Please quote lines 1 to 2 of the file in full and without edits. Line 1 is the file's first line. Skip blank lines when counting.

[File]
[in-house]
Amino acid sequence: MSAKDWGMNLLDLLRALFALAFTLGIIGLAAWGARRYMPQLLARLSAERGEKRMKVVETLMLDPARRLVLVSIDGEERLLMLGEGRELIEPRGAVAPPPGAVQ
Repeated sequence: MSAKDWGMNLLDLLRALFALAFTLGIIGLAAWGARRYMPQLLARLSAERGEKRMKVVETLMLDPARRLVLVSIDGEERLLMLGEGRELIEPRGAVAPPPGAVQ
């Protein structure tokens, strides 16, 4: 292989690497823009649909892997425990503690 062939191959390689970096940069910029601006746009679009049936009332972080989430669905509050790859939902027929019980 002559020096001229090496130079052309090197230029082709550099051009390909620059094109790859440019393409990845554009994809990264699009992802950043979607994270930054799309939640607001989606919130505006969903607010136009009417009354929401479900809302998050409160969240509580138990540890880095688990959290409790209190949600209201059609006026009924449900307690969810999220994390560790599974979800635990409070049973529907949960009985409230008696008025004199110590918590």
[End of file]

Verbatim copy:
[in-house]
Amino acid sequence: MSAKDWGMNLLDLLRALFALAFTLGIIGLAAWGARRYMPQLLARLSAERGEKRMKVVETLMLDPARRLVLVSIDGEERLLMLGEGRELIEPRGAVAPPPGAVQ